As I moved into adulthood, I became friends with people who were actual gourmet cooks.  They helped me put a few fine points on my native appreciation for good eats. And then came Julia Child and her inestimable influence on American foodways.  She ushered in a true culinary revolution for which I, for one, was completely prepared.  I and millions of others have been kids in the candy store (no pun intended but it is cute) ever since.  

The very best part of this love affair with food, for me, was the fact that for the first three decades of my life I maintained the metabolism of a teenager. I stayed rail-thin no matter what I ate, or how much--there was never any penalty to pay for these profligate eating habits I was born with.  It was only as I entered my 40s that I began to notice that my clothes were becoming tight in all the wrong places, and I was presented with a problem many people have always had but I was flummoxed by:  I was gaining weight.  At first it was a novelty, but soon enough it became a nuisance and a grave matter of vanity.  Ralph Cherry?  Fat?  No way.  My first encounter with the word "slender" was when I overheard my Aunt Grace use it in reference to me.  I was less than 10 and I had to ask what it meant.  "Thin" isn't just what I am, it's who I am.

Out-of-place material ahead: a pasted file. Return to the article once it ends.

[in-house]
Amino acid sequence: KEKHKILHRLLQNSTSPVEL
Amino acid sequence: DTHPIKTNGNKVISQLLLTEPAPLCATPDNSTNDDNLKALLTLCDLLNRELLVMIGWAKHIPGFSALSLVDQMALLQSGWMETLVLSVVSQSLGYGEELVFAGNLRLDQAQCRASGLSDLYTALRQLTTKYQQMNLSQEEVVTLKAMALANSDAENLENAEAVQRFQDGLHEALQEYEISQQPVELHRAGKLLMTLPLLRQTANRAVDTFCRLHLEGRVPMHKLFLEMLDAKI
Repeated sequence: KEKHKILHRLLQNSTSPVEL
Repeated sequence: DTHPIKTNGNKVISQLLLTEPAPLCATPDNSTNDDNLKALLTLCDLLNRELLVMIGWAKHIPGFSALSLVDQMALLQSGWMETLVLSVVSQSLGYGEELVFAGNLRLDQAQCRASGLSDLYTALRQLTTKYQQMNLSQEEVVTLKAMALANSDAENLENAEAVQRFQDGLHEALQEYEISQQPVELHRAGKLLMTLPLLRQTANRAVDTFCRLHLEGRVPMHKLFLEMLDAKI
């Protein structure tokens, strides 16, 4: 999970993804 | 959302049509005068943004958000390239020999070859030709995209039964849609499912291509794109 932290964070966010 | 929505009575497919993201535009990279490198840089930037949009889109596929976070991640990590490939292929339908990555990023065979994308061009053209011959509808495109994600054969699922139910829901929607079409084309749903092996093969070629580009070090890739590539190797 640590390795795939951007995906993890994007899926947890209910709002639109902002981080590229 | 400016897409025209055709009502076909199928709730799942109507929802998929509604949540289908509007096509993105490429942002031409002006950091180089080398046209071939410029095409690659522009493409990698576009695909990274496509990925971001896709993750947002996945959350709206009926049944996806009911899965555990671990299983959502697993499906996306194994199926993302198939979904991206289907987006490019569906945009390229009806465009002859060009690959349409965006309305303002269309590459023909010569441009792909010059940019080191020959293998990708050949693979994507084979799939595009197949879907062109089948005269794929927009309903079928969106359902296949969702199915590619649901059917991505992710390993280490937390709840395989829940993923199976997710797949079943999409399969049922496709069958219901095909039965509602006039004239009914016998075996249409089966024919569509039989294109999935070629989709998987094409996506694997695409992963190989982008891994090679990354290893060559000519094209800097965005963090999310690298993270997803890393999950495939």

So I came to sensible eating habits and exercise relatively late in life--and again, I was helped in these endeavors by the national revolution in health-consciousness that seemed to come hand-in-glove the fore-mentioned culinary awakening.  I have ceded a few pounds to the years through compromise:  I am not a natural exerciser, and if the weather doesn't allow me to take my usual strenuous walk I go without; and, dammit, I love my food!  I've come to a way of thinking that sometimes allows food to be mere nutrition: breakfast is always nonfat yogurt with some fresh fruit (unless we are splurging on a Sunday brunch), and lunch is usually a salad, even when dining out.  We do not have the usual American snacks in the house.  No cookies, no crackers, no crunchy grease flavored with salt in plastic bags.  My reward for all this discipline is dinner, which most times is cooked by me, and I let myself go with it.